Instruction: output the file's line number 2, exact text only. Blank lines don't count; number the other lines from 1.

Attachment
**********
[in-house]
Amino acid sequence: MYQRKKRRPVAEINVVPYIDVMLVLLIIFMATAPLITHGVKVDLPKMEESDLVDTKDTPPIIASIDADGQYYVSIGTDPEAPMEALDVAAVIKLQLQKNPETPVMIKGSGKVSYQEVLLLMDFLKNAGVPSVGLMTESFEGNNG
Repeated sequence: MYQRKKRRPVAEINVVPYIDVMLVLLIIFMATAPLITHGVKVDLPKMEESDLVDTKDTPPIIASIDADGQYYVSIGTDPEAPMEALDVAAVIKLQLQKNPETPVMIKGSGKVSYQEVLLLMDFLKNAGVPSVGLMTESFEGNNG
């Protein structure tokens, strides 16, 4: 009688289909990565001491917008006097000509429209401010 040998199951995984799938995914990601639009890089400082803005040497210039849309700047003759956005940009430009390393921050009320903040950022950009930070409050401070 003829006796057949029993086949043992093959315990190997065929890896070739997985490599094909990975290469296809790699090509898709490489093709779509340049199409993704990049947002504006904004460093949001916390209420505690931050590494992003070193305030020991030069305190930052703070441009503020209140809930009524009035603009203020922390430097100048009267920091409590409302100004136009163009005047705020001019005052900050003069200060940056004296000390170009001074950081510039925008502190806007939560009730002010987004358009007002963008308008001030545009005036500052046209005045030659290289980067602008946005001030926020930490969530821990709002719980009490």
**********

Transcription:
Amino acid sequence: MYQRKKRRPVAEINVVPYIDVMLVLLIIFMATAPLITHGVKVDLPKMEESDLVDTKDTPPIIASIDADGQYYVSIGTDPEAPMEALDVAAVIKLQLQKNPETPVMIKGSGKVSYQEVLLLMDFLKNAGVPSVGLMTESFEGNNG